HOW MOLECULAR BORIC ACID CHEMICALLY REACTS WITH METAL TO FORM A BORON-OXIDE LOW FRICTION PROTECTIVE BARRIER
Boron is a chemical element with the symbol B and atomic number 5. Boric acid is found mainly in its free state in volcanic districts. It is also found as a constituent of many naturally occurring minerals.
Boric acid and its salts are found in seawater, in plants, including almost all fruits. Boric acid is often used as an antiseptic, insecticide, flame retardant, or precursor to other chemical compounds. It has the chemical formula H2BO3 and exists in the form of colorless crystals or a white powder that dissolves in water.
However, boric acid is not soluble in petroleum (mineral or synthetic); thus it is characteristically not soluble in motor oil. Initial tests by the Argonne National Laboratory combined the larger boric acid particles with pure poly-alpha olefin, the principal ingredient in many synthetic motor oils. While these larger particles dramatically improved the lubricity of the pure oil, within a few weeks gravity had started to separate the mixture. Ali Erdemer at the Argonne National Laboratory, together with Advanced Lubrication Technology (ALT), developed the means to emulsify individual boric acid molecules in a primary fluid carrier. These two chemicals combined are registered as Boron-CLS-Bond®, a primary carrier and molecular boric acid.
There is a limit to how much boric acid that can be emulsified into the primary carrier. For the different MotorSilk® and LubriSilk® applications ALT also adds other superlative fluids into the formulations to enhance the performance of the product for specific uses. This is done in a very calculated way, as adding another fluid reduces the amount of Boron-CLS-Bond® that can be put into that product. So, based upon the product, how it is going be used and what it is supposed to do, the maximum amount of Boron-CLS-Bond® is adjusted to an amount that is highly effective, yet is combined with other high performance factors from the supplemental fluids. All of these fluids have to be compatible with each other, presenting a formulation challenge that has several patents.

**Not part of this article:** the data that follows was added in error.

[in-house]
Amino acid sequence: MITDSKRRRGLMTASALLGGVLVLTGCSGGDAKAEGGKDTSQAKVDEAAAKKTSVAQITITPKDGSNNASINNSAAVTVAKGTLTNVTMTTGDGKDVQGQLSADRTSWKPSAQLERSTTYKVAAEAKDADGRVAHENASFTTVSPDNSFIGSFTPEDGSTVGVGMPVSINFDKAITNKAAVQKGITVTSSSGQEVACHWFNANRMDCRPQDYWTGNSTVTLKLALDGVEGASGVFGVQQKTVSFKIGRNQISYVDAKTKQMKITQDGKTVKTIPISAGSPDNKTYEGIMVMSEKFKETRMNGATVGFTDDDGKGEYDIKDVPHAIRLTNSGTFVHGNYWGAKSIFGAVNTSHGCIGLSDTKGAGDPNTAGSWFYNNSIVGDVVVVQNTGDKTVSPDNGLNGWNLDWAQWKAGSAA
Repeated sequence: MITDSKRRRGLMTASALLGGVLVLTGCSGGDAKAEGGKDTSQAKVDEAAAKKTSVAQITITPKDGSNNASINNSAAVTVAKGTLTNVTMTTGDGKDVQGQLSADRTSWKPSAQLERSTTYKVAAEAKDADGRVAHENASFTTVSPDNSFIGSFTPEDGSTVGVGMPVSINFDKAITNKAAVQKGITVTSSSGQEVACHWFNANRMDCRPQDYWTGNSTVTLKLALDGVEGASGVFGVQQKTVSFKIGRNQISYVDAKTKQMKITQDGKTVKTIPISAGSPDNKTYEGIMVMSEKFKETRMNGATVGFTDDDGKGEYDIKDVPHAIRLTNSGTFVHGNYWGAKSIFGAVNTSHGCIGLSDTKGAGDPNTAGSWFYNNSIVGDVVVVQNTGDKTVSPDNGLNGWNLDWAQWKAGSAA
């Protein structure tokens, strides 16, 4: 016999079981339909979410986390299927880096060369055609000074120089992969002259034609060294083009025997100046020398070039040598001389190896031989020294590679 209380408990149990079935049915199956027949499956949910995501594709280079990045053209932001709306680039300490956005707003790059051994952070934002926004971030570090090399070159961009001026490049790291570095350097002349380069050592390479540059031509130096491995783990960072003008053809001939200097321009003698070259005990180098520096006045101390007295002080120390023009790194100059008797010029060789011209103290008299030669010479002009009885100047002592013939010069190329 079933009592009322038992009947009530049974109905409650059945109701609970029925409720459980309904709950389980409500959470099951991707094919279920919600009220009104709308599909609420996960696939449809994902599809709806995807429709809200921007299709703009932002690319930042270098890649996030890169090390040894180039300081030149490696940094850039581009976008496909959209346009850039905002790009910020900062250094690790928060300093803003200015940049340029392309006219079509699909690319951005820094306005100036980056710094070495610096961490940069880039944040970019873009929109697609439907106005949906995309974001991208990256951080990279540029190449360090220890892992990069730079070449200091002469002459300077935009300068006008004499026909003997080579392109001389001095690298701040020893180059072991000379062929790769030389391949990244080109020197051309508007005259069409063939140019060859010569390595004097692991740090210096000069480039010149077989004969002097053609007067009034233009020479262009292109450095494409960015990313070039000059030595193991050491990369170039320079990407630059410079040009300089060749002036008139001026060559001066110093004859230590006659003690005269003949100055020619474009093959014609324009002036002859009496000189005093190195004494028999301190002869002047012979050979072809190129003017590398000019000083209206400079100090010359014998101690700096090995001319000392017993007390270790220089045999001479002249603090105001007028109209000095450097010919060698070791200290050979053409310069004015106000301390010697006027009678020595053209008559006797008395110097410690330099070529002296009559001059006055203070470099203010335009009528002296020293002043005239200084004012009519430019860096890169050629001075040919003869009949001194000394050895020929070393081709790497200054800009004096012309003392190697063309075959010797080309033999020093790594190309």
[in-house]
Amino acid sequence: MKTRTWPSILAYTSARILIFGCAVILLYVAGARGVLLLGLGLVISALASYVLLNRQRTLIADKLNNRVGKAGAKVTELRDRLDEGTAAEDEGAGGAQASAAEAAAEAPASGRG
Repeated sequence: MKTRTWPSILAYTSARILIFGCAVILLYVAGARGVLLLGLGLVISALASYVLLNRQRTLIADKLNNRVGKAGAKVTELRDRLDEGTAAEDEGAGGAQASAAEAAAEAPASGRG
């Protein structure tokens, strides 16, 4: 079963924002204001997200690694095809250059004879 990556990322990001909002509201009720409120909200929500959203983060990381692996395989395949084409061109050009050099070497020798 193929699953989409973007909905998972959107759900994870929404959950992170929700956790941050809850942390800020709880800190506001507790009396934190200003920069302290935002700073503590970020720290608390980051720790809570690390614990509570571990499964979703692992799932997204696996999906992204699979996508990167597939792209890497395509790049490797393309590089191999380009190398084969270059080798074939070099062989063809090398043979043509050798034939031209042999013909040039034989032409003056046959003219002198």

The result is that, with Boron-CLS-Bond®, the boric acid is introduced into motor oils and lubricants as a miscible emulsion of boric acid molecules, each molecule less than 0.5 nanometers in size. These boric acid molecules are distributed throughout the engine or application parts within the carrier oil, and react with all the metal surfaces. When the product is introduced into equipment there is a chemical ‘covalent’ reaction between the molecular boric acid and the host metal(s), creating a near permanent new surface that is harder than the original surface at 85% hardness of a diamond (Rockwell 85). A covalent bond, also called a molecular bond, is a chemical bond that involves the sharing of electron pairs between atoms. These electron pairs are known as shared pairs or bonding pairs, and the stable balance of attractive and repulsive forces between atoms, when they share electrons, is known as covalent bonding.